As for the Redmi Note 5, our running speed and the amount of action that is happening on the screen seems to make no difference whatsoever. It doesn’t matter if you’re running at the speed of light or there are a hundred missiles coming at you while you’re riding the SAM machine. Jetpack Joyride just won’t lag.
Overall experience rating: 10/10. That’s one down – seven to go.
Lonewolf is also a bit old and it doesn’t have the most realistic graphics, but that’s just part of its charm. You could say that it has a rather unique art style and we also picked it as one of the best stealth games out there.
Again, we didn’t encounter any issues while playing it. Gameplay is very smooth, loading times are short, we really can’t complain.
One weird issue that we came across with this one is that the game doesn’t fill up the whole screen – there is a blank space to the bottom of the display. That’s probably because Lonewolf is not optimized for the aspect ratio of 18:9.
Overall experience rating: 9/10.
Shadowgun Deadzone is a multiplayer FPS game and it’s noticeably more demanding compared to the games that we’ve looked at till now. Maybe this one will start lagging? Nope.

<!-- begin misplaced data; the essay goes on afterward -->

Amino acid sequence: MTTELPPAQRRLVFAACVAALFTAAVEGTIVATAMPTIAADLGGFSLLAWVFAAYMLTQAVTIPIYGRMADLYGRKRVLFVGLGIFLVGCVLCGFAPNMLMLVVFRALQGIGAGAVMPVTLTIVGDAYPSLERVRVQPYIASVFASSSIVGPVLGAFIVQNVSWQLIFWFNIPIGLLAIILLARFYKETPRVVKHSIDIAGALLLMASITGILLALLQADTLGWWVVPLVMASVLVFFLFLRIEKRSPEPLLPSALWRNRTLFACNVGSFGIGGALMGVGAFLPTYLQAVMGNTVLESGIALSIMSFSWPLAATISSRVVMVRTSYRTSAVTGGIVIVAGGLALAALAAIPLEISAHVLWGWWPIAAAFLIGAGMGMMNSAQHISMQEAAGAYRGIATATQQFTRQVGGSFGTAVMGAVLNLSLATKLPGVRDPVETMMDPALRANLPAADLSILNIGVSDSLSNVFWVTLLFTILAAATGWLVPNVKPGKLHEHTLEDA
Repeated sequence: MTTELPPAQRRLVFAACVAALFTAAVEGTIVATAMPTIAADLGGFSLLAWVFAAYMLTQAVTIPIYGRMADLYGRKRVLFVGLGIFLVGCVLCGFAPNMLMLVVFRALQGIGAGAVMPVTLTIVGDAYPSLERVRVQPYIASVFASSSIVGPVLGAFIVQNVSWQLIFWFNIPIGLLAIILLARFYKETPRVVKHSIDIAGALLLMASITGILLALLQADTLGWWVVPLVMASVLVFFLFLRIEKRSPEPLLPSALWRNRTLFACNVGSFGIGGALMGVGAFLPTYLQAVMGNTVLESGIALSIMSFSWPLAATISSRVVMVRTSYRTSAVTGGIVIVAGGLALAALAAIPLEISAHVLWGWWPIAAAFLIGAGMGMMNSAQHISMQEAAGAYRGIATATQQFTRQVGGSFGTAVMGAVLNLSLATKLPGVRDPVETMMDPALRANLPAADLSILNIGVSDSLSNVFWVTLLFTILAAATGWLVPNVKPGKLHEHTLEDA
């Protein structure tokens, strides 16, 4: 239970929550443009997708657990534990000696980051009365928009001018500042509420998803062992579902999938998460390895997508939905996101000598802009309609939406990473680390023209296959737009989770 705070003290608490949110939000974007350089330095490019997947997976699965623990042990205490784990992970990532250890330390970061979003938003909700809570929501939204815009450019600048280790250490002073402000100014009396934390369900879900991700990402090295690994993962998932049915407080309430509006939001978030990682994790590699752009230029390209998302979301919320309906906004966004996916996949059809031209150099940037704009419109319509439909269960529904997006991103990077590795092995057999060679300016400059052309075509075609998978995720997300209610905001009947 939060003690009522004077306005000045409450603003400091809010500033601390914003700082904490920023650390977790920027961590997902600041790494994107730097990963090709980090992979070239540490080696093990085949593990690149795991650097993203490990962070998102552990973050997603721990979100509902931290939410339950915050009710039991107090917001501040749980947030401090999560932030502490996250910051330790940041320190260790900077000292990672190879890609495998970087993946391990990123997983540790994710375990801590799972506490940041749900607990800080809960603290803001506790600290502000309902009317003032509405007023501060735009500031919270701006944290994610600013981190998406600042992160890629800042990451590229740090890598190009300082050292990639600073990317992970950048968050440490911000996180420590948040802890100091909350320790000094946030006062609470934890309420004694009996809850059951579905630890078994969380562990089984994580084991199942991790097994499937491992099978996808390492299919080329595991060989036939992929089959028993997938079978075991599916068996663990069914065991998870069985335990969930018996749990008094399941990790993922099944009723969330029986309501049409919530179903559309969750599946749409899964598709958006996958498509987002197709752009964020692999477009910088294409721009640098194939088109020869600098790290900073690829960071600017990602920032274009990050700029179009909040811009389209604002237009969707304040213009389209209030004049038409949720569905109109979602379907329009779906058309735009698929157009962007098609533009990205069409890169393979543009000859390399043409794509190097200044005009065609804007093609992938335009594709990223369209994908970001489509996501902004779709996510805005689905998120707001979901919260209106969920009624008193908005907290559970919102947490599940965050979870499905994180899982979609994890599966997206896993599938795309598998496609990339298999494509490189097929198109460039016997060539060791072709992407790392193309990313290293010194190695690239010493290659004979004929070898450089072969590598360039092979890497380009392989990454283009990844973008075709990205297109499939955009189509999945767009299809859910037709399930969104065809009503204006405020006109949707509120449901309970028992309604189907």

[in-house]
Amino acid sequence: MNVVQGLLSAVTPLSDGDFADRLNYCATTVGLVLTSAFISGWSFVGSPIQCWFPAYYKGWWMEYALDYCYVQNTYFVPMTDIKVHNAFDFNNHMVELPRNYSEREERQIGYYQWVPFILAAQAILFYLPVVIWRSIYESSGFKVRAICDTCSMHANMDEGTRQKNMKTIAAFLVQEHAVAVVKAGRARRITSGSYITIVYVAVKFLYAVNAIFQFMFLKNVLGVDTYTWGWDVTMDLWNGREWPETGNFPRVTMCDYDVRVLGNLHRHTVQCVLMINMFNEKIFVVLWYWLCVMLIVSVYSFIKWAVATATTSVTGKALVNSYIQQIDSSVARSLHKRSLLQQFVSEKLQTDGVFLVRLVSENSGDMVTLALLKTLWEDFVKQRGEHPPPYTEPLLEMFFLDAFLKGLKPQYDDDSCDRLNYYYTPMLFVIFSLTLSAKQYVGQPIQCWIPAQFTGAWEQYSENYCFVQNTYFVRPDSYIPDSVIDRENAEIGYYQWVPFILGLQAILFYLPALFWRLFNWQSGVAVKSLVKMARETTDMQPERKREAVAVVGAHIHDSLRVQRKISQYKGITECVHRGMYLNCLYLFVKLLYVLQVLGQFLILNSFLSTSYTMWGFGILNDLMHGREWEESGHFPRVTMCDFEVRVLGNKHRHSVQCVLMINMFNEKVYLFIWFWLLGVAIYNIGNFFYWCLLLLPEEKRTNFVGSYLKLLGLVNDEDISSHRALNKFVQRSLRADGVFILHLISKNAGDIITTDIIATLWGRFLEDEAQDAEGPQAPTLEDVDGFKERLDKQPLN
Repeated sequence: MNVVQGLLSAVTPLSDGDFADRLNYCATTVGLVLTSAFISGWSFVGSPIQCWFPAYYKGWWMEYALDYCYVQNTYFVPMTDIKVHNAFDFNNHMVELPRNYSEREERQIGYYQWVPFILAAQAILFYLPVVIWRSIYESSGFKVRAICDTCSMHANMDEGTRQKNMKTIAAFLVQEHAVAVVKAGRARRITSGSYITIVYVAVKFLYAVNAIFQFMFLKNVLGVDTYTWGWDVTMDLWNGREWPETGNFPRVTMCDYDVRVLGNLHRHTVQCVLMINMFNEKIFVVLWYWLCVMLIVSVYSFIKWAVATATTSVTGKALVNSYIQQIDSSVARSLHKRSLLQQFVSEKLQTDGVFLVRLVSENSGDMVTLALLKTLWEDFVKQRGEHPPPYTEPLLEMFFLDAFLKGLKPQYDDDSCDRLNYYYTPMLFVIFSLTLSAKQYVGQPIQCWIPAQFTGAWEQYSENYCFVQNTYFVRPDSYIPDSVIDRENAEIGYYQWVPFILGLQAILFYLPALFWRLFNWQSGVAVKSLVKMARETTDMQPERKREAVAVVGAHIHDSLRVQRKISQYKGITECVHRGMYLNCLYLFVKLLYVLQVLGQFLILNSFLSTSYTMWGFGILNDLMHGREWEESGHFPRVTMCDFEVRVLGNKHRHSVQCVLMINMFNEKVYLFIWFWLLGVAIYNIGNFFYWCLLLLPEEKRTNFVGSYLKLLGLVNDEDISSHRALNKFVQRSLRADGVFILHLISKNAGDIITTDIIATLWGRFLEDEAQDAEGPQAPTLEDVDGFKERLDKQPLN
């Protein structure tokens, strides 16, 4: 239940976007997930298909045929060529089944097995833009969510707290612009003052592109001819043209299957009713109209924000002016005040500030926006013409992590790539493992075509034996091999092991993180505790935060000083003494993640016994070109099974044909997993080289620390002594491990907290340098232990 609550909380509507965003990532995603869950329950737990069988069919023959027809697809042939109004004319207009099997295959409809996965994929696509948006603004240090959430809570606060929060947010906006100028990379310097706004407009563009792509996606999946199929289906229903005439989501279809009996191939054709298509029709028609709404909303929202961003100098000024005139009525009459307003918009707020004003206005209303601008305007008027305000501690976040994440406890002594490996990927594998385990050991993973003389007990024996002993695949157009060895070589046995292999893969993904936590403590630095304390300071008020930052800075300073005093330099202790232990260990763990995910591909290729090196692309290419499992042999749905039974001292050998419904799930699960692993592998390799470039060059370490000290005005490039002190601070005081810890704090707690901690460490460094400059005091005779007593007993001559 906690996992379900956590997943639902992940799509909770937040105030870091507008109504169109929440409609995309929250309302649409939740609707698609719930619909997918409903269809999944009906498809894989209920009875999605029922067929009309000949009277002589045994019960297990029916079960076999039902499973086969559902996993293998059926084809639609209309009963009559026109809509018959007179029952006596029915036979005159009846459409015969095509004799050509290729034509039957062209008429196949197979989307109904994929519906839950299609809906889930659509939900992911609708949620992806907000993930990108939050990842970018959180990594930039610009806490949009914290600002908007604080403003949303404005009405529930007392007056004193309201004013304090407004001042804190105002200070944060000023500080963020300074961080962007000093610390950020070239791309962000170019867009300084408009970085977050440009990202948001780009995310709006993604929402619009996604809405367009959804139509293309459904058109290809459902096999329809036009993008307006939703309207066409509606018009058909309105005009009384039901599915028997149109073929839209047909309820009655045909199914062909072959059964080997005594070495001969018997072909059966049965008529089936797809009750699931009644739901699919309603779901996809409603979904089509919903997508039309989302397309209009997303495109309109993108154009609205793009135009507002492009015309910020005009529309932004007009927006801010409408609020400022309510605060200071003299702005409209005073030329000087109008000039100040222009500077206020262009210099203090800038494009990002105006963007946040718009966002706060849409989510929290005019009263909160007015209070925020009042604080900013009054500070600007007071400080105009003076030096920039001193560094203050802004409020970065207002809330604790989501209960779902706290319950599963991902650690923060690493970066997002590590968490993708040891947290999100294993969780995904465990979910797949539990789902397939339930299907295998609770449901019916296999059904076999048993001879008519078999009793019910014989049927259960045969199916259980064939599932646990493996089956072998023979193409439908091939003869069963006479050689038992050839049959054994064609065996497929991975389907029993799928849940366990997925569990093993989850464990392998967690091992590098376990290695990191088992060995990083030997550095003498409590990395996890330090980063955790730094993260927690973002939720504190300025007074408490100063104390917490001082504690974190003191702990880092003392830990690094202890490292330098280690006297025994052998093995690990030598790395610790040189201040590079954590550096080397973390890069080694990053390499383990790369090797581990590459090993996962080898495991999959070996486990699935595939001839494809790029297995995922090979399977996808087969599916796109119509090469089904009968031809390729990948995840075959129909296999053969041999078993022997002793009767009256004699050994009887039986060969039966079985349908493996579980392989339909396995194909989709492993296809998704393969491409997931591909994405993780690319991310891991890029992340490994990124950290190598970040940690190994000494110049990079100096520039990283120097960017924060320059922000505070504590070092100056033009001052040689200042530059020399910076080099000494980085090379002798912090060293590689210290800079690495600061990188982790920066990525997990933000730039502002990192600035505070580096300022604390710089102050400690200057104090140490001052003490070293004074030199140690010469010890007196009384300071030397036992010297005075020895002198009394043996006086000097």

It runs extremely well at medium settings with the 60 FPS option enabled. Frame drops do occur sometimes if you go with high settings but none at medium.
Once again, the black bar on the bottom of the screen is there. Maybe it’s just that most of the older games don’t have support for 18:9. The truth is that once you get into the game, you basically forget that the empty space is even there.
Overall experience rating: 10/10
Real Racing 3
We’re halfway through our list games that are up for testing and you can see how much we raised the bar right now just by looking at the image above. Real Racing 3, despite coming out more than 3 years ago, still has amazing graphics.
This game doesn’t give you any options for graphical settings. So, you pretty much have no option but to run it and pray that it won’t be lagging.